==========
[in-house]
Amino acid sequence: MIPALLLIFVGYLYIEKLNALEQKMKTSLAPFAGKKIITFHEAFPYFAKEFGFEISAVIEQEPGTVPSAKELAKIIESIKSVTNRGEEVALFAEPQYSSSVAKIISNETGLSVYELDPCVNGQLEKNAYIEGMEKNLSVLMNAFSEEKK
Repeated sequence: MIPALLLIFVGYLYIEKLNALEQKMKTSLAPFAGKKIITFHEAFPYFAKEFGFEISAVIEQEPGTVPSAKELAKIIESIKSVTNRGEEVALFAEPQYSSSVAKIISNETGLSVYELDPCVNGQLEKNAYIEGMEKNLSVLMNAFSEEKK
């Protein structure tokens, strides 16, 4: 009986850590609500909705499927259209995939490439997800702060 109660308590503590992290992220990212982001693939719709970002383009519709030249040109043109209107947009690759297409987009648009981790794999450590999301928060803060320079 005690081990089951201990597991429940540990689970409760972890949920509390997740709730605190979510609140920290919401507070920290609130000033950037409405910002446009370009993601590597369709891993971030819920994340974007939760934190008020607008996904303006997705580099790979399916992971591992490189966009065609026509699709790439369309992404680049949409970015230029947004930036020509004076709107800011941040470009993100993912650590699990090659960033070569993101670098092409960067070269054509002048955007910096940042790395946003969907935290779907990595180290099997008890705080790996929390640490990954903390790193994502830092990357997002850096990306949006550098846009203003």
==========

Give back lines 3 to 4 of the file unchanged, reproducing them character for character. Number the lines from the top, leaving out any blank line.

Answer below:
Repeated sequence: MIPALLLIFVGYLYIEKLNALEQKMKTSLAPFAGKKIITFHEAFPYFAKEFGFEISAVIEQEPGTVPSAKELAKIIESIKSVTNRGEEVALFAEPQYSSSVAKIISNETGLSVYELDPCVNGQLEKNAYIEGMEKNLSVLMNAFSEEKK
């Protein structure tokens, strides 16, 4: 009986850590609500909705499927259209995939490439997800702060 109660308590503590992290992220990212982001693939719709970002383009519709030249040109043109209107947009690759297409987009648009981790794999450590999301928060803060320079 005690081990089951201990597991429940540990689970409760972890949920509390997740709730605190979510609140920290919401507070920290609130000033950037409405910002446009370009993601590597369709891993971030819920994340974007939760934190008020607008996904303006997705580099790979399916992971591992490189966009065609026509699709790439369309992404680049949409970015230029947004930036020509004076709107800011941040470009993100993912650590699990090659960033070569993101670098092409960067070269054509002048955007910096940042790395946003969907935290779907990595180290099997008890705080790996929390640490990954903390790193994502830092990357997002850096990306949006550098846009203003």